- ⇒ A squeeze on the abilities of local authorities to support their communities as local authority remits have expanded to include addressing diet-related public health and public health inequalities, which include health inequalities that arise out of food poverty. Local authorities will also become responsible for supporting the way in which individuals and families will have to cope with the transition to Universal Credit. At the same time, as local authority remits are expanding they are facing draconian cuts to their budgets such that there are staff reductions resulting in cuts to the capacity of the LA to deliver programmes.
- ⇒ There has been a rise in community and third-sector organisations who are concerned with helping to reduce health inequalities by helping to reduce food poverty.Given the importance that resilience is playing in helping local authorities to resolve the gaps that austerity is creating, it is clear that more research is needed that examines the dimensions of resilience (adapting, coping, transforming). Specifically with regard to how:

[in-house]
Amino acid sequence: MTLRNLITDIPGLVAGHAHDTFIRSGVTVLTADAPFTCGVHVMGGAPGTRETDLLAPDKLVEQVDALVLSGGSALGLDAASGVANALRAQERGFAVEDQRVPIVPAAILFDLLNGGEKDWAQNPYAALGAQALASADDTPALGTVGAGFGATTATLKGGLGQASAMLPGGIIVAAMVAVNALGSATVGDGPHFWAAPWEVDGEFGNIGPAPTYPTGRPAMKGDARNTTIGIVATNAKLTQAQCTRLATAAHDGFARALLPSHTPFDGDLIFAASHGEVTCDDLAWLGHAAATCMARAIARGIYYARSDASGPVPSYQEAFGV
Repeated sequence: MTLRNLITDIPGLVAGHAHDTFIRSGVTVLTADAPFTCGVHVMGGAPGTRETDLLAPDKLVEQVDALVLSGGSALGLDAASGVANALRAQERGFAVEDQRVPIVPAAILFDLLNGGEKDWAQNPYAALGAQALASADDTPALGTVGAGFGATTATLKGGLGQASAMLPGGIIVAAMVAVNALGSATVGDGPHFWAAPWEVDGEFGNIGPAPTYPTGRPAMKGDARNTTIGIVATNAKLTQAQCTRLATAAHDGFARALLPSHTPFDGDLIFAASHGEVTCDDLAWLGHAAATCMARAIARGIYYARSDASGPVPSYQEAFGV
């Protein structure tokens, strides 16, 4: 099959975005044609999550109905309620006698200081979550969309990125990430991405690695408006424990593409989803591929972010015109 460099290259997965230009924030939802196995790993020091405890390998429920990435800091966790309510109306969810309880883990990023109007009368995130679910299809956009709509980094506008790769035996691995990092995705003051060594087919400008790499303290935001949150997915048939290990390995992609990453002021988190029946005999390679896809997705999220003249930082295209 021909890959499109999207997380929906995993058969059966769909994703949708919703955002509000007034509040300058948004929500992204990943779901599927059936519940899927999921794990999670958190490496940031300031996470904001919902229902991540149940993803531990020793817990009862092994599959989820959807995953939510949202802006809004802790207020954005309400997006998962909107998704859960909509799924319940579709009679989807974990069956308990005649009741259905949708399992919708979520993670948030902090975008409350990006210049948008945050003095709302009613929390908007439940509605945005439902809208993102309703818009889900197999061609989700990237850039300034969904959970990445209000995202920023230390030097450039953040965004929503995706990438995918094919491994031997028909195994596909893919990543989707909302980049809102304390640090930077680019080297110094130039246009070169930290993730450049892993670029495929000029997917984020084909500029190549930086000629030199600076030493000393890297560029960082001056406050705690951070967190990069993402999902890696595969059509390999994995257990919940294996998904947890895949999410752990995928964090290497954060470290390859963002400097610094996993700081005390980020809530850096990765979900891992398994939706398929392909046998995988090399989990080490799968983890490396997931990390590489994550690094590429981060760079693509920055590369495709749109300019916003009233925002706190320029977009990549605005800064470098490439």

- ⇒ Activities within these three areas can contributing to different scales of resilience (individual, household, community, and local authority area);
- ⇒ How collectively activities within an area contribute to a landscape of resilience enabling support.A more collaborative approach may enable local authorities to better work with these third-sector organisations to best realise the possibilities that partnership could provide. Recommendations for more collaborative working are detailed in this report and are based on community-based research, participant observation, consultation with community organisations and local authorities, and the outcomes of a co-production workshop.
This research was funded by ESRC IAA award number R/145185
This blog post draws from a forthcoming chapter I have written for The Routledge Handbook of Landscape and Food that is edited by Josh Zeunert and Tim Waterman. The book will be published early in 2018. I am drawing on a section that focuses on the food desert concept in order to show how the standard interventions aiming to address food deserts does little to reconfigure the institutional forces that give rise to unjust foodscapes in the first instance. The excerpt closes by identifying some of the ways that food justice activists are tyring to address the problems. The full chapter is available here to download. Continue reading